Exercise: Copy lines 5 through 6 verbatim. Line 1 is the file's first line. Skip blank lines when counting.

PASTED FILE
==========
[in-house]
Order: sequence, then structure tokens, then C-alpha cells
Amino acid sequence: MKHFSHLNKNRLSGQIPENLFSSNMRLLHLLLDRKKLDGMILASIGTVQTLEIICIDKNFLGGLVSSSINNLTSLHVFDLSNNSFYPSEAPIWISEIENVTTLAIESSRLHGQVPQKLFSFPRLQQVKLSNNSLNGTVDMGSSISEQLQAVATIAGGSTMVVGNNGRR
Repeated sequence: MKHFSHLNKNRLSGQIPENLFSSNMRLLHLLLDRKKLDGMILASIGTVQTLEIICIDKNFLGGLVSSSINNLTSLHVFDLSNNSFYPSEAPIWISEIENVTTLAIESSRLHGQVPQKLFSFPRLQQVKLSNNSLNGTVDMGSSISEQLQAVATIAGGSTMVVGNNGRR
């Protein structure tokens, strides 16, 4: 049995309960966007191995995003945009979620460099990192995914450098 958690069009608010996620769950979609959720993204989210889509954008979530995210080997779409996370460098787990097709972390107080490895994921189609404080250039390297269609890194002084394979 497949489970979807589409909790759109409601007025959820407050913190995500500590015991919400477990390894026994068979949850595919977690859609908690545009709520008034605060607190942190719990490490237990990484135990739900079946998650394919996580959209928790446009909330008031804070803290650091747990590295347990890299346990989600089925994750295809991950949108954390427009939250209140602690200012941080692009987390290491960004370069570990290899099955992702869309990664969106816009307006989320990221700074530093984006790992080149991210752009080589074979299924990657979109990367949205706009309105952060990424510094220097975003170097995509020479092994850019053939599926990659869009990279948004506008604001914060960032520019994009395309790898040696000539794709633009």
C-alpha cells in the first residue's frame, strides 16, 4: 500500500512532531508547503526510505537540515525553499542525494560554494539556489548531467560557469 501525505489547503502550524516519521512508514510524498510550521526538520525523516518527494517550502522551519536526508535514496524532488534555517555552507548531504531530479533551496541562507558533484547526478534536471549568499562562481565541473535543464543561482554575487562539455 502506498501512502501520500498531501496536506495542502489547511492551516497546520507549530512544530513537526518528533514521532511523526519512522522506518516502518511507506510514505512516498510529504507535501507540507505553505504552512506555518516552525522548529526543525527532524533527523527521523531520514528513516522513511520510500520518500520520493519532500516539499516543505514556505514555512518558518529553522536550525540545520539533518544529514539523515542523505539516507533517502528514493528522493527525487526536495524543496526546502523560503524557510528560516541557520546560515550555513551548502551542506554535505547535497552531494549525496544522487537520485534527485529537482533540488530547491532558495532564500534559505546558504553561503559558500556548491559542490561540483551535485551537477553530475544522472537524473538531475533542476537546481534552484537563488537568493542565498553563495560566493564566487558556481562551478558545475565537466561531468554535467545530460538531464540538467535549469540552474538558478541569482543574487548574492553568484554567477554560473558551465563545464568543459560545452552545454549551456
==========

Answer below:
């Protein structure tokens, strides 16, 4: 049995309960966007191995995003945009979620460099990192995914450098 958690069009608010996620769950979609959720993204989210889509954008979530995210080997779409996370460098787990097709972390107080490895994921189609404080250039390297269609890194002084394979 497949489970979807589409909790759109409601007025959820407050913190995500500590015991919400477990390894026994068979949850595919977690859609908690545009709520008034605060607190942190719990490490237990990484135990739900079946998650394919996580959209928790446009909330008031804070803290650091747990590295347990890299346990989600089925994750295809991950949108954390427009939250209140602690200012941080692009987390290491960004370069570990290899099955992702869309990664969106816009307006989320990221700074530093984006790992080149991210752009080589074979299924990657979109990367949205706009309105952060990424510094220097975003170097995509020479092994850019053939599926990659869009990279948004506008604001914060960032520019994009395309790898040696000539794709633009």
C-alpha cells in the first residue's frame, strides 16, 4: 500500500512532531508547503526510505537540515525553499542525494560554494539556489548531467560557469 501525505489547503502550524516519521512508514510524498510550521526538520525523516518527494517550502522551519536526508535514496524532488534555517555552507548531504531530479533551496541562507558533484547526478534536471549568499562562481565541473535543464543561482554575487562539455 502506498501512502501520500498531501496536506495542502489547511492551516497546520507549530512544530513537526518528533514521532511523526519512522522506518516502518511507506510514505512516498510529504507535501507540507505553505504552512506555518516552525522548529526543525527532524533527523527521523531520514528513516522513511520510500520518500520520493519532500516539499516543505514556505514555512518558518529553522536550525540545520539533518544529514539523515542523505539516507533517502528514493528522493527525487526536495524543496526546502523560503524557510528560516541557520546560515550555513551548502551542506554535505547535497552531494549525496544522487537520485534527485529537482533540488530547491532558495532564500534559505546558504553561503559558500556548491559542490561540483551535485551537477553530475544522472537524473538531475533542476537546481534552484537563488537568493542565498553563495560566493564566487558556481562551478558545475565537466561531468554535467545530460538531464540538467535549469540552474538558478541569482543574487548574492553568484554567477554560473558551465563545464568543459560545452552545454549551456